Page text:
In my younger years I often thought it unfair that the video game as a medium is mostly overlooked as a form of true art. As I have come into my own as an artist, it has become apparent that this is not a simple matter of bias so much as a lack of innovation and a bar set low.
Literature offers words so that the user may create their own vision. Cinema offers images so that the user may create their own words. A video game offers choice so that a player may create their own path. A video game is not a story, it is a tool for creating them.
The medium offers something unique that others cannot: agency. To script such an experience is to overlook this artistic gift.
Erg aims to make players behave earnestly. Set in a seemingly endless desert, Erg sets out to fully realize a world characterized by emptiness and fragility. Where many games encourage the player to behave badly, the unique results of emergence from simulation begs the question: why destroy what you could cherish?
At its core, Erg is an enlightenment simulator, designed to gently nudge the player towards a moment of realization that forever changes both the game world and they way a player chooses to interact with it. Once achieved, the player is given the choice to take control of a new individual and begin the cycle anew. The choices you make influence not only the outcome of one character but of every subsequent play-through forcing players to approach the world with appreciation and caution.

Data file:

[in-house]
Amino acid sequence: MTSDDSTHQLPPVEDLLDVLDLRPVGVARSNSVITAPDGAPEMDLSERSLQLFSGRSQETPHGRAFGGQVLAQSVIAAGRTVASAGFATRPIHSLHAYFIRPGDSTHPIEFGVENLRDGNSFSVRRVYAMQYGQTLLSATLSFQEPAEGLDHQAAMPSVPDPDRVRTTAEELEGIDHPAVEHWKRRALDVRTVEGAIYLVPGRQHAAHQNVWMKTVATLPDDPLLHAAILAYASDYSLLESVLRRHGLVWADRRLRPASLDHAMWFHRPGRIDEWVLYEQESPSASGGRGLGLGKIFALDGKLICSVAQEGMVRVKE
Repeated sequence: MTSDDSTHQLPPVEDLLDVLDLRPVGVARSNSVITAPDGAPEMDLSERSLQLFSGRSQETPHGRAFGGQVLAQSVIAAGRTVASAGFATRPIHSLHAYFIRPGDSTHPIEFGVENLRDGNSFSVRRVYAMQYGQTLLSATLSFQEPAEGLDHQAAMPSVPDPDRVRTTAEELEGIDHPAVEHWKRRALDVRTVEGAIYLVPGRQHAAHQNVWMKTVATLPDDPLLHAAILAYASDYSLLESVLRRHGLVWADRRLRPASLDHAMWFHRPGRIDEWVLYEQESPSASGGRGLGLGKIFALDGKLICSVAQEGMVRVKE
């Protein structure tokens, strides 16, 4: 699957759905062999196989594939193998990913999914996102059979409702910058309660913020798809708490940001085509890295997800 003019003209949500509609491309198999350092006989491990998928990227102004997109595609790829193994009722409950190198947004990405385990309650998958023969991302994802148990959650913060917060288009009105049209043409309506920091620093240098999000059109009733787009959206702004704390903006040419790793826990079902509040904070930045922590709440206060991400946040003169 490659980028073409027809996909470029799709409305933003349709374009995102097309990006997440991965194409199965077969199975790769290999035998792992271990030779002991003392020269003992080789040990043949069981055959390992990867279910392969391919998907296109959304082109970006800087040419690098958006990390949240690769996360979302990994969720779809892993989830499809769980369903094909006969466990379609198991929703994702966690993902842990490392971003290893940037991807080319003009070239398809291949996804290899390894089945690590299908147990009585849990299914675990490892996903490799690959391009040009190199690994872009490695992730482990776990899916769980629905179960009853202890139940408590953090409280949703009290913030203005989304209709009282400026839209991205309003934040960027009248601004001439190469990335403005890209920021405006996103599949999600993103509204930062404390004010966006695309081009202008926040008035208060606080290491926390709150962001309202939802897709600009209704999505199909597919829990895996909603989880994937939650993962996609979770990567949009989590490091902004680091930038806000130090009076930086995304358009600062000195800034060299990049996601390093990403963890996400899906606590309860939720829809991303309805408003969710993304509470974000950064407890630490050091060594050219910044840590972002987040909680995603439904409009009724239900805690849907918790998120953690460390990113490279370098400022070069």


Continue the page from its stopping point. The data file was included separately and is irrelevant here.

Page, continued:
Our story revolves around a stream of mysterious constructs that have roamed the deserts for untold ages. These mechanical wanderers straddle the line between the animate and inanimate, originating from somewhere upwind, and carrying with them the seeds of life. Plants, shrubs and even small animals dangle dozens of feet above the scorching sand, following the wind deeper into the desert. For the inhabitants of the desert, life would be impossible without the resources harvested from these ultra-light titans. Most simply accept this gift but a select few seek answers. Over generations, many have sought the source yet one have returned.
Art direction - Ian Perkins
Design - Ian Perkins